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Thursday, December 22, 2016

Bill Pekarski: Day 114, Living life on my terms.

Day 114, Living life on my terms.

Bill Pekarski
I have to make a quick apology. While my long term memory appears to be limitless, my short term memory needs a bit of work. When I spoke with Wayne Wenner the other day I was actually not out of bed yet; the result was somehow I screwed up the last name of the woman he wanted me to honor. Her name is actually Jean Hawkins, not Lambert. I am extremely sorry for the confusion and I would be remiss if I didn’t try to correct my error. Merry Christmas Mrs. Hawkins on your 99th year! I wish you peace, happiness, and good health for the coming year.

So I finally got around to starting my potato and cheese mixture to make my own pierogis last night. I don’t follow a specific recipe to make them as my mother never wrote one down. I remember her always saying, if you like the way it tastes and it has enough cheese, they will be fine.

She had made them so many times that she never wrote down any basic instructions. The only way I learned was by helping her to make them. I had seen it done enough that by the time her hands could no longer roll out the dough, much less pinch-seal the pouches, I was ready to take over.

Now the filling is actually pretty easy, it is the dough where I used to always have questions. While my mother was alive, I could always call her for some last minute instructions; a process about which my wife delighted in laughing at me. “You had to call your mommy again, didn’t you?” she would quip. I always replied that as long as she was around, I would always confer with her. She was the Master, and I would have been stupid not to do so.

After probably the 15th time or so when I called my mother for the basic dough recipe, Beth handed me a notebook and instructed me to write it down. Why, because for some reason I could never remember the proportions for the five ingredients needed.

What Beth didn’t realize is that they were not exact instructions. Literally, my mother would say you need 3 or 4 cups of flour and you can leave them heaped, don’t worry about leveling them off. Next you need to add some salt, somewhere between a half and a full teaspoon should do. As far as liquid goes, you need to add around a cup and a half total of milk and water. If you use more milk, cut back on the water so you have just the one and a half cups. Lastly, don’t forget to add one egg before you mix it all together.

That should help you understand why I always needed to call, nothing was ever exact. The next question was how do you know when the dough is ready. She told me it should be well mixed, but not overworked. It should also be soft and pliable with a slightly sticky consistency. If you do it right, you should be able to re-roll the scraps twice to try and minimize the waste.

Anyways, I wrote down the basic ingredients in my notebook, which by the way I still refer to every time I make the dough. What else can I say, thank God my wife thinks of this stuff.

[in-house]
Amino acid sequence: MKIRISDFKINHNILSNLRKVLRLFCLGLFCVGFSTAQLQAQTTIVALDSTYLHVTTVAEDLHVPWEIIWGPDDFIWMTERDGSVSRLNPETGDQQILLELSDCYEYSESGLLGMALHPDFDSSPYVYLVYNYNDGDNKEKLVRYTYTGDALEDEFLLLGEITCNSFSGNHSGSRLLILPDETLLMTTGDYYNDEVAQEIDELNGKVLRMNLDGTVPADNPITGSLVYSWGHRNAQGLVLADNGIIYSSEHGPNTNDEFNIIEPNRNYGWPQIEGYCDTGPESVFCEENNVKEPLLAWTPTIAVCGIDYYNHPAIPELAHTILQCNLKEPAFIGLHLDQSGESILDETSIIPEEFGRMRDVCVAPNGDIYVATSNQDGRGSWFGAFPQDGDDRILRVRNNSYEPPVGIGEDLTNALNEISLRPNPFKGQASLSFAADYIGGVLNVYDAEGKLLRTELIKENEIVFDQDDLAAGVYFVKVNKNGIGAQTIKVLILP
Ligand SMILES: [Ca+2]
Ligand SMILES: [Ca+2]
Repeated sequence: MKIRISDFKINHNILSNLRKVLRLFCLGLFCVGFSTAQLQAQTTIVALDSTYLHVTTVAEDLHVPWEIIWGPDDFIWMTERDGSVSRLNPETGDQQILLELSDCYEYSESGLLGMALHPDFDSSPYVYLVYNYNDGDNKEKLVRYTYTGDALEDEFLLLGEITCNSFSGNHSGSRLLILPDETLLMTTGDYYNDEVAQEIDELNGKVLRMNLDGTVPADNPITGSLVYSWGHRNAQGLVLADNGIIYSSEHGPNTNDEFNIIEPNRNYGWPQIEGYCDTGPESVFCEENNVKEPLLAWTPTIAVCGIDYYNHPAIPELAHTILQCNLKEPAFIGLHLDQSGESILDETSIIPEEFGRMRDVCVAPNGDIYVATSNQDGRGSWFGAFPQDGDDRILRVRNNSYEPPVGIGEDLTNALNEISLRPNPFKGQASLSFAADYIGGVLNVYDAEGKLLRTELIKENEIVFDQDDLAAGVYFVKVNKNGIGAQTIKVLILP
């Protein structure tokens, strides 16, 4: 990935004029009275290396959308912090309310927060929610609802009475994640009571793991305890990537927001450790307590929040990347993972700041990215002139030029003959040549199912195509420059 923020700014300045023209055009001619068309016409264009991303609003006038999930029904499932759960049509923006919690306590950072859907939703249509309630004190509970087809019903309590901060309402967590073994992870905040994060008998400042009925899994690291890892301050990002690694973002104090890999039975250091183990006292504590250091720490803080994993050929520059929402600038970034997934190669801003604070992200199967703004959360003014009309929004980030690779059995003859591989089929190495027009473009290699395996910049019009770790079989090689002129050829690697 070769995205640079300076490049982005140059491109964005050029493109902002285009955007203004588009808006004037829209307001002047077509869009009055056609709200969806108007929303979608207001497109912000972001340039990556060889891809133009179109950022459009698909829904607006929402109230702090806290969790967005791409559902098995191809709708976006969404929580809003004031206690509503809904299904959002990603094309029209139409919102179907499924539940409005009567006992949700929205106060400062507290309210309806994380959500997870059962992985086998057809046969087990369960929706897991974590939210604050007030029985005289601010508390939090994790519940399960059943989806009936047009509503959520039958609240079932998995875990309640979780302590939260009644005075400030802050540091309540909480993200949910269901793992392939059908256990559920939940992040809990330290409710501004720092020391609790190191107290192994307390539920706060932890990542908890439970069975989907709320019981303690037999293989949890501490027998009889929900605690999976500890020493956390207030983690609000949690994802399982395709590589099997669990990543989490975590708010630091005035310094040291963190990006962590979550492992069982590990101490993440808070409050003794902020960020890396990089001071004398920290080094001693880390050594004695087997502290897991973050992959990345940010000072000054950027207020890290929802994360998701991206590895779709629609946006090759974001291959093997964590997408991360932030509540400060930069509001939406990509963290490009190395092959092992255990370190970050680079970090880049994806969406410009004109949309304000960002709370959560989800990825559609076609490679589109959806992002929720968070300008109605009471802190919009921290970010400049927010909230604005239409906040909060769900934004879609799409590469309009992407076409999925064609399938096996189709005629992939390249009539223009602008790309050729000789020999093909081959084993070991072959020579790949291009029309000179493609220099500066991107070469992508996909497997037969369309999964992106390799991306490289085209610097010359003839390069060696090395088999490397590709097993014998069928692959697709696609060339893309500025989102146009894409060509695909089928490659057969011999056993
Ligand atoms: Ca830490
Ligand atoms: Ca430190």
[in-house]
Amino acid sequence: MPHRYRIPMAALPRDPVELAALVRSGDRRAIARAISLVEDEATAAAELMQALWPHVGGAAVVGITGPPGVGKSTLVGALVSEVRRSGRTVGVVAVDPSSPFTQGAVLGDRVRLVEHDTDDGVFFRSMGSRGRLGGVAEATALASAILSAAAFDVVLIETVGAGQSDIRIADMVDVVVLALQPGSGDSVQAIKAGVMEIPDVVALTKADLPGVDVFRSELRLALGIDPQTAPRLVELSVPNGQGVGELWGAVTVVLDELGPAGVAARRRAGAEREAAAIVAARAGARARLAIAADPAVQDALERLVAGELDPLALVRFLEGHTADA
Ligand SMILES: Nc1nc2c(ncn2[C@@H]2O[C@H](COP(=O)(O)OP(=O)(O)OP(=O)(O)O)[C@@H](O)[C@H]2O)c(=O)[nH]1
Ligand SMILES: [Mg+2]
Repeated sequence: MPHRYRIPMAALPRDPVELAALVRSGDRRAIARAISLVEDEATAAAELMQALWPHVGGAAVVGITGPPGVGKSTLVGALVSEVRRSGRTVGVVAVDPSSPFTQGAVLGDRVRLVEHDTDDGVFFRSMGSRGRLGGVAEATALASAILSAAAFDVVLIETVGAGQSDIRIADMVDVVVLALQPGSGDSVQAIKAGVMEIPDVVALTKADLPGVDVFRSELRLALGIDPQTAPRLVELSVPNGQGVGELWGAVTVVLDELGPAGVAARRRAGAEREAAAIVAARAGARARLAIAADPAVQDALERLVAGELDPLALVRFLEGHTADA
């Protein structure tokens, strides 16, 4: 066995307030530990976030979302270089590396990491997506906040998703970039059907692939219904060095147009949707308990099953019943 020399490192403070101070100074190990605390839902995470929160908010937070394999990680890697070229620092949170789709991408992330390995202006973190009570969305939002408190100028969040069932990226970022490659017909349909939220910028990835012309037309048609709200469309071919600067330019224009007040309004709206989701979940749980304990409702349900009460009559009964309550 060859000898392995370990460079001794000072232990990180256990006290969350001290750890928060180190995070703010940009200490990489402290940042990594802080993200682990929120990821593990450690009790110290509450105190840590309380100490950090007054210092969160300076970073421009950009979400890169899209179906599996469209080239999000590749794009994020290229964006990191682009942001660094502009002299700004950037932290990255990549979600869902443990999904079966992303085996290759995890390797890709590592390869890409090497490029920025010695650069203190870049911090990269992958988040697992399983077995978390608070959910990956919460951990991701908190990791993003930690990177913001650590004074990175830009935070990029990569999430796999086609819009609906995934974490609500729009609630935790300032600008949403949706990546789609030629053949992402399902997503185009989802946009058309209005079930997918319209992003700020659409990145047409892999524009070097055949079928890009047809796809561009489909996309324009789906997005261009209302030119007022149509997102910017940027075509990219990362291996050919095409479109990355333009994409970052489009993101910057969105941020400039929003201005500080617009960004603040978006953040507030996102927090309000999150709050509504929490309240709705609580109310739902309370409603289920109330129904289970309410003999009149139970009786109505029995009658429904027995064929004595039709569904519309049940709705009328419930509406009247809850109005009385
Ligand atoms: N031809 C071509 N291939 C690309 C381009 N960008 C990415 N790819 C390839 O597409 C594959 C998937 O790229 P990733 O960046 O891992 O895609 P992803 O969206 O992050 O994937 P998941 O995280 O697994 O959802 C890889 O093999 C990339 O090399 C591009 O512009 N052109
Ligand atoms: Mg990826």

I do have one other sentimental connection with the past that I recall every time I make pierogis. The rolling pin I use was my mother’s and it was made for her by her father, Major Grandin. He tooled it many years ago on a lathe from one big solid piece of wood. She had to give it to either me or my brother Joe as the thing is huge and heavy when compared to the manufactured ones you might buy in a store.

I would love to know how many batches of dough have been flattened and spread out by that rolling pin over the years. It is by far the most seasoned piece of cooking equipment that I own and I cherish having it.

Now if you are looking for a good laugh this afternoon, stop on by 37 Williams Way and get a look at me in my kitchen rolling out these tasty little morsels. Walk carefully as the flour on the floor can be a little slippery. The windows in the kitchen and hallway will be completely fogged over from the hours of boiling water on the stove top. My dark black, or possibly blue, shorts will have several sets of white handprints where I knocked off some excess flour a time or two (or ten). For some reason, I always seem to wear dark shorts when I make stuff like this, another thing that my wife finds exceptionally humorous.

You can be certain that I will have a pot of hot coffee ready to go and if you come at the right time, I might even fry up a couple of samples we can share.

If anyone is feeling daring and wants to try and make some for their self, here is how I essentially make my filling. Boil potatoes until they are fork tender (make sure to season the water with some salt). When they are done, completely blend the potatoes with one pound of sharp or extra sharp cheese (shredded) and two sticks of real butter for every five pounds of potatoes used. If you boil 10 pounds of potatoes, you will need a full pound of butter and 2 full pounds of shredded cheese. You will need to let the mixture completely cool before trying to roll the pierogis. I usually let it sit in the refrigerator overnight which also gives the cheese a chance to work.

Today I am dedicating my progress to my mother and Pekarski family tradition. Believe me when I say, nothing in the world tastes better on Christmas morning than a few fresh, homemade pierogis. It is hard to believe that they were considered peasant food many years ago; to me they are a delicacy.


Anonymous said...

I truly have enjoyed everything you have written Bill...but today's writing was so special...Thank you for sharing "The Pekarski Pierogis Story."

Merry Christmas and Happy New Year!!!
Marti Bova'

Anonymous said...

Okay so I think us Polish people either need to get together for a pierogis making party or a pierogis eating party.

Anonymous said...

That's what we need a "Pierogies Party"